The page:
When Nidhi* (14) first came to Rafa Home eight years ago, she seemed severely impaired: A rare condition of Tuberculosis in her brain had left her vulnerable to epileptic seizures.We were fairly certain she could hear, but she was effectively mute, making only small grunts and sounds.She showed a mischievous side: Sometimes she would hide quietly behind the curtains in the middle of the night, and simply wait.The first few times carers awoke and found her bed empty, they searched frantically, worried that she had come to harm—only to have her suddenly jump out from the curtains, making a silly face!
Over the years, we have seen her grow in mobility and responding to carers in the limited ways she could communicate. Still, she requires help with most things, including eating and going to the toilet. She had been enrolled in a school for the differently abled, but was struggling to engage with her teachers or other students, and we sensed that she needed a change.
During Covid wave-2 lockdown, we connected to a new school which specializes in autism. The teachers there are trained to look beyond a person’s “diagnosis” and to identify the unique interventions and creative methods that work for that particular student. Almost immediately after Nidhi began online one-on-one sessions with teachers from her new school, we saw newfound enthusiasm for learning.
Nidhi’s teachers use a variety of approaches such as a ‘cooking class’ and ‘experiment time’. They aim to improve her communication and motor skills, with help of flash cards and objects, helping her strengthen her memory of events and spaces.Her activities also include imitation, taking things from one place to another, and even the joy of making lemonade.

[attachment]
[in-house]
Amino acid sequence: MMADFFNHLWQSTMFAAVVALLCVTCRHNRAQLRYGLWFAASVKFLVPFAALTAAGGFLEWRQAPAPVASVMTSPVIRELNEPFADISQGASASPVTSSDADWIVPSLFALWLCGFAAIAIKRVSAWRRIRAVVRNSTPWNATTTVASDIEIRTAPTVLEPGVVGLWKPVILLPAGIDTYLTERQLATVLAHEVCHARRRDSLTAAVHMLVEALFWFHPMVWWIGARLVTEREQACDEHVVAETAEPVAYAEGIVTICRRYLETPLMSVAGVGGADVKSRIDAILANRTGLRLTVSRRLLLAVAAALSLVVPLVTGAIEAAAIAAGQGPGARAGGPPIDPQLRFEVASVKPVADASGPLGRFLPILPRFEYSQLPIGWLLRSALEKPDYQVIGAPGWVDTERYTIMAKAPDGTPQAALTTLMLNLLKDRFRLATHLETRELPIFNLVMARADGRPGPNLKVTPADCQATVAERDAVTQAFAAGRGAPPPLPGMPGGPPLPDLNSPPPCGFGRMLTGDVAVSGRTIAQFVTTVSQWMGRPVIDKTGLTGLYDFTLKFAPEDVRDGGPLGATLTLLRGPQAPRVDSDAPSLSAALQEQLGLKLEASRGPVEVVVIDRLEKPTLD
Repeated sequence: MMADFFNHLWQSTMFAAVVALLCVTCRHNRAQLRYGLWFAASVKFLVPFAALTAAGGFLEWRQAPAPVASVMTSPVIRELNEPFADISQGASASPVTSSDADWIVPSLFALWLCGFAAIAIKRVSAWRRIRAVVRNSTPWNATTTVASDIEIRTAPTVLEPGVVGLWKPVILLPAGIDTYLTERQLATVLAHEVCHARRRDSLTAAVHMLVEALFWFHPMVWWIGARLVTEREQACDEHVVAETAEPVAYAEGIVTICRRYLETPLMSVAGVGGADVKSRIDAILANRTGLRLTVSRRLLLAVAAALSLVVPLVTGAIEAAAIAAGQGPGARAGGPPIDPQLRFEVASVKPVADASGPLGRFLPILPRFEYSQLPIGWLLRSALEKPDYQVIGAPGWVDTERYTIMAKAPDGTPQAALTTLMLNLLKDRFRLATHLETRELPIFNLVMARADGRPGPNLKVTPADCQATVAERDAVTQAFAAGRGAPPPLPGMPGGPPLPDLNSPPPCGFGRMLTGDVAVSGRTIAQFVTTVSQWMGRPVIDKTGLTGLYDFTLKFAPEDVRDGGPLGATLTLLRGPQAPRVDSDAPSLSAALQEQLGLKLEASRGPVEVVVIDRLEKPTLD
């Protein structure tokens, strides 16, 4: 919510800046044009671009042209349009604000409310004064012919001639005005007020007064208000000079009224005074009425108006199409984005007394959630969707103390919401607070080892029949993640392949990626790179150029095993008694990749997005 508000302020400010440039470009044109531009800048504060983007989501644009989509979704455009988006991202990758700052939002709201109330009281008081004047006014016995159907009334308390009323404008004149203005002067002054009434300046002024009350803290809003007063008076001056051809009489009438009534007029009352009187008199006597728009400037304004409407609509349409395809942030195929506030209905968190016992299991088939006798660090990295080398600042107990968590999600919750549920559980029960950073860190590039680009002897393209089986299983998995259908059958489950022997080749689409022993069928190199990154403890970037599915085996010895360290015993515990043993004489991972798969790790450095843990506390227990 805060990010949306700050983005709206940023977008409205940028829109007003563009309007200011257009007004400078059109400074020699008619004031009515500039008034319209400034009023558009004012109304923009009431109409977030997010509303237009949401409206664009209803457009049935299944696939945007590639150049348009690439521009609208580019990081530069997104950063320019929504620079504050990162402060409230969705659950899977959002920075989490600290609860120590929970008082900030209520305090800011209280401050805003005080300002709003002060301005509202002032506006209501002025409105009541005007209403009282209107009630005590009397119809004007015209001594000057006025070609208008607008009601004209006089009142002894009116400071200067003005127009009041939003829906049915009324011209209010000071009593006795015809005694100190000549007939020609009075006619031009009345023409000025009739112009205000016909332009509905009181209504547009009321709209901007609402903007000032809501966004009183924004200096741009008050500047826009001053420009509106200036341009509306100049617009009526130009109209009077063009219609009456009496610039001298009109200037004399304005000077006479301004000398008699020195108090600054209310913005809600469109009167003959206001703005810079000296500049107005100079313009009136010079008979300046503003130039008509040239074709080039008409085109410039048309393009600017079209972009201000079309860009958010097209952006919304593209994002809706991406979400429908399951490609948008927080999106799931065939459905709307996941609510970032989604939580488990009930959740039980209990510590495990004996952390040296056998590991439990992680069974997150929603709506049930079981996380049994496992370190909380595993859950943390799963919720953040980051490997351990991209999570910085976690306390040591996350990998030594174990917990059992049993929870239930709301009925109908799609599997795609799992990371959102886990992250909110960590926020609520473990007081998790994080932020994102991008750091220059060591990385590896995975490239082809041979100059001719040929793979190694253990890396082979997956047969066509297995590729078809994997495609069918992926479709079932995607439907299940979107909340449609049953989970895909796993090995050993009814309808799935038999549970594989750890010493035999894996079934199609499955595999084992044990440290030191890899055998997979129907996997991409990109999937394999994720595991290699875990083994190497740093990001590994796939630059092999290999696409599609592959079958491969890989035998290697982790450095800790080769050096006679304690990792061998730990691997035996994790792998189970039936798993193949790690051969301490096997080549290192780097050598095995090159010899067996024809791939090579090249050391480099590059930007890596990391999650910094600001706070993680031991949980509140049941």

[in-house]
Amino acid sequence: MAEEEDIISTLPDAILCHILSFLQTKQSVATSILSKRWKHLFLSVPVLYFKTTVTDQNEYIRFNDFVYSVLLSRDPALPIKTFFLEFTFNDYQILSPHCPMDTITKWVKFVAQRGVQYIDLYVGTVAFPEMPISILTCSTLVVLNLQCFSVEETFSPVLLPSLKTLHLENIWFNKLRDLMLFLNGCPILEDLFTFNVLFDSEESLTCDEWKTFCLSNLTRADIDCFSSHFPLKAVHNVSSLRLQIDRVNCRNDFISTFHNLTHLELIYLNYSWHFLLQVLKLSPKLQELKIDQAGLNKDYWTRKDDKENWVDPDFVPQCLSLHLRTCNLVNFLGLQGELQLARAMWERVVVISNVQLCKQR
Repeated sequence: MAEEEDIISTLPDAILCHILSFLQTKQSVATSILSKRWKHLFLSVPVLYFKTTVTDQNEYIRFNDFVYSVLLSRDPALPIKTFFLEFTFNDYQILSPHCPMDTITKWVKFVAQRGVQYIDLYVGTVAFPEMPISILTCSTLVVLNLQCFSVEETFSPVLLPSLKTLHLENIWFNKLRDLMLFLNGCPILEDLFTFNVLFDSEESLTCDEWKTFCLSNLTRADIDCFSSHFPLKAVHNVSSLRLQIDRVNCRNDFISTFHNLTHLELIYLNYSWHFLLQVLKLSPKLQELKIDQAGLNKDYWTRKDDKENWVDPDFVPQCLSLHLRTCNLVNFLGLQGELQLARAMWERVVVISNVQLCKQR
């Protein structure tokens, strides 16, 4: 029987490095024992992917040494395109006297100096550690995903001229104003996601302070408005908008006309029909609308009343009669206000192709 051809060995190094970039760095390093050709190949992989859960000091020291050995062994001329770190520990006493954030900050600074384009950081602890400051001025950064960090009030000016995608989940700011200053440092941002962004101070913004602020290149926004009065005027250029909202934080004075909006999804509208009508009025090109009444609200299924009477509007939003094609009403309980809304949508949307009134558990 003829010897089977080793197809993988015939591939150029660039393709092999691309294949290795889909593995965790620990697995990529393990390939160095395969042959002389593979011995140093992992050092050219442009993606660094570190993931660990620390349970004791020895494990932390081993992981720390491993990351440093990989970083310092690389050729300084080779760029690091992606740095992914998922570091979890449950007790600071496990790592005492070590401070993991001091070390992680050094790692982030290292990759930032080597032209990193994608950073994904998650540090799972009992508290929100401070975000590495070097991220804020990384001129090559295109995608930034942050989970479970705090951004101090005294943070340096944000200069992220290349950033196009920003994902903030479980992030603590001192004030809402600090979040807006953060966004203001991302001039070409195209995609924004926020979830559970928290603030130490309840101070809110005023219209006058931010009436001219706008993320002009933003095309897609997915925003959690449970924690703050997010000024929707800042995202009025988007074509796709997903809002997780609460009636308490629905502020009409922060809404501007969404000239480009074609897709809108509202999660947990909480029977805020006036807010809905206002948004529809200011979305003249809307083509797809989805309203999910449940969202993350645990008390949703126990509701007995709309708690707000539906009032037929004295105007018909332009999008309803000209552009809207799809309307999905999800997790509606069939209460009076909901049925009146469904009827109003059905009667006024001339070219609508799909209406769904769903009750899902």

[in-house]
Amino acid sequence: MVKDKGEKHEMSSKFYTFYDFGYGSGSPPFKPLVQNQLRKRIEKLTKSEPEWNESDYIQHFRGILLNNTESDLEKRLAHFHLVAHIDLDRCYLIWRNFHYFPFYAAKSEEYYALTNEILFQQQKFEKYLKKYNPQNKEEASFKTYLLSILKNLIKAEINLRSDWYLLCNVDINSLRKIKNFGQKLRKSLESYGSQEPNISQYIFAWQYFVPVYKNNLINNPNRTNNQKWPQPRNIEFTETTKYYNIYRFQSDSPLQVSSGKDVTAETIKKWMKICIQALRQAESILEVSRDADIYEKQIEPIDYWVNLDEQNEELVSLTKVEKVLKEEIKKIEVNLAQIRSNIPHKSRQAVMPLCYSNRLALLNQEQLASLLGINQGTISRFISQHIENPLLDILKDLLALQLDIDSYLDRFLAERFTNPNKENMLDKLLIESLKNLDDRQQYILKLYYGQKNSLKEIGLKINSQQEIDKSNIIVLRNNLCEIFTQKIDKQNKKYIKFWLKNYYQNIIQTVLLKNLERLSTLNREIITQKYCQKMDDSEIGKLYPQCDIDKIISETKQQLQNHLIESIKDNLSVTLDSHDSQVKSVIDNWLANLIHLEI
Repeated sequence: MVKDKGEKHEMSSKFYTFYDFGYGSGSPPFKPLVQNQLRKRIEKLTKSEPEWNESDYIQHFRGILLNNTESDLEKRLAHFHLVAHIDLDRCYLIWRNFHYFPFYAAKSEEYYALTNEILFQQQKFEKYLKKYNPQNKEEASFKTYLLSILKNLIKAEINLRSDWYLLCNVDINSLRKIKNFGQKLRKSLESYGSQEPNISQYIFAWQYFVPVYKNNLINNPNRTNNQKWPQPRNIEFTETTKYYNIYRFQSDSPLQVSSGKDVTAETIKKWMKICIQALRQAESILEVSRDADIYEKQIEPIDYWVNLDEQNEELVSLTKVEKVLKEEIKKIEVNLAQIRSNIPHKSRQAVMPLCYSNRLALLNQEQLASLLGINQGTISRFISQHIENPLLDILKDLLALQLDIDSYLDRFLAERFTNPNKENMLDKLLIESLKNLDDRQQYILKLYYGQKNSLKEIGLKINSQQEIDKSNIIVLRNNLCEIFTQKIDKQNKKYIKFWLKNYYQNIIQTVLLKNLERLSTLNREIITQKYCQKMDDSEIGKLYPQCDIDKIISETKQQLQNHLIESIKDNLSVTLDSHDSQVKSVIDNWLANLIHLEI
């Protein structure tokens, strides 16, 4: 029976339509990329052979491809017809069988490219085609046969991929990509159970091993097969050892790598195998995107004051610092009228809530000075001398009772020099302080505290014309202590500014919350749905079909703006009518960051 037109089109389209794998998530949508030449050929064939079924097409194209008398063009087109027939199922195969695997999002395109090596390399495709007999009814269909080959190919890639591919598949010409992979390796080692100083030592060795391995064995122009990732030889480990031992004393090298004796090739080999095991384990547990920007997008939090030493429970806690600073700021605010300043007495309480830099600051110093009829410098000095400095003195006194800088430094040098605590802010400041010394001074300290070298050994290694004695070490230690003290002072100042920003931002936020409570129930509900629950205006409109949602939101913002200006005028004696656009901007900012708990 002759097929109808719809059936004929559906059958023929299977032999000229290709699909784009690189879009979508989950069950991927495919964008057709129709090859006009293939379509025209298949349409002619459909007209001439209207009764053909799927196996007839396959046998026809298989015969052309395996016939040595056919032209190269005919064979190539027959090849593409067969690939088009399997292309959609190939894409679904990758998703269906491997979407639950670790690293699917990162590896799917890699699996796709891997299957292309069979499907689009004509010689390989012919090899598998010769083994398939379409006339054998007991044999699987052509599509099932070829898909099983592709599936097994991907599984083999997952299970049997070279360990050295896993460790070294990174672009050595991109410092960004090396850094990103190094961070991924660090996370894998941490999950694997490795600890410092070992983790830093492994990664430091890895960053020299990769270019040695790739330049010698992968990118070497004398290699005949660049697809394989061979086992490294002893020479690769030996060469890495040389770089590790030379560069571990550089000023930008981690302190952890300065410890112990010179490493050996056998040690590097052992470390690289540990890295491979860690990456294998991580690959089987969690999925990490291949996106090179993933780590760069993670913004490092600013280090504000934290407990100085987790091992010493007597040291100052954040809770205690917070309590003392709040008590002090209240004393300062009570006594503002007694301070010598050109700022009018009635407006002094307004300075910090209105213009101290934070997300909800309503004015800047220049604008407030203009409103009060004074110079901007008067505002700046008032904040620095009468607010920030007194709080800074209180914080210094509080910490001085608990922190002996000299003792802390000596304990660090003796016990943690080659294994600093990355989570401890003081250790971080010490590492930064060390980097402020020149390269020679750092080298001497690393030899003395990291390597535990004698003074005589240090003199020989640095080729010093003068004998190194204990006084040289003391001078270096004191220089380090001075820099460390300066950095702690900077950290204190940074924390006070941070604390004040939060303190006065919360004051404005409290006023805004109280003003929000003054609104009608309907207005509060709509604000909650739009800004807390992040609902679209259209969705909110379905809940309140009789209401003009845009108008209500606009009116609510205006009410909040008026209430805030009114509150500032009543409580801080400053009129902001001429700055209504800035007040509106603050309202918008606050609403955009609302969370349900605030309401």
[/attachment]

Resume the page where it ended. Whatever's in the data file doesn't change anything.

Nidhi now engages well with her online classes. She can now recognize many objects, including her brush and toothpaste. Her motor skills are improving. Earlier she was restless and would cause a disturbance in the home when other girls were trying to enjoy movie-time, but now she loves sitting with them. She is more cooperative and expressive with the carers throughout the day. In the evenings, she often tugs their hands, indicating that she wants to go outside to walk or play—yet another change from before.
In late 2021, when lockdowns had ended and Covid numbers went low enough in the city, Nidhi’s online teachers made a special trip far across town to come visit her in person.They brought gifts and special foods for Nidhi and the other girls.Nidhi was thrilled to give them a tour of her home and was simply beaming with smiles the whole time!
It's just great to see Nidhi grow in her abilities.. we're thankful to all involved in her story.
*pseudonym. As per CWC guidelines we do not reveal names of our children.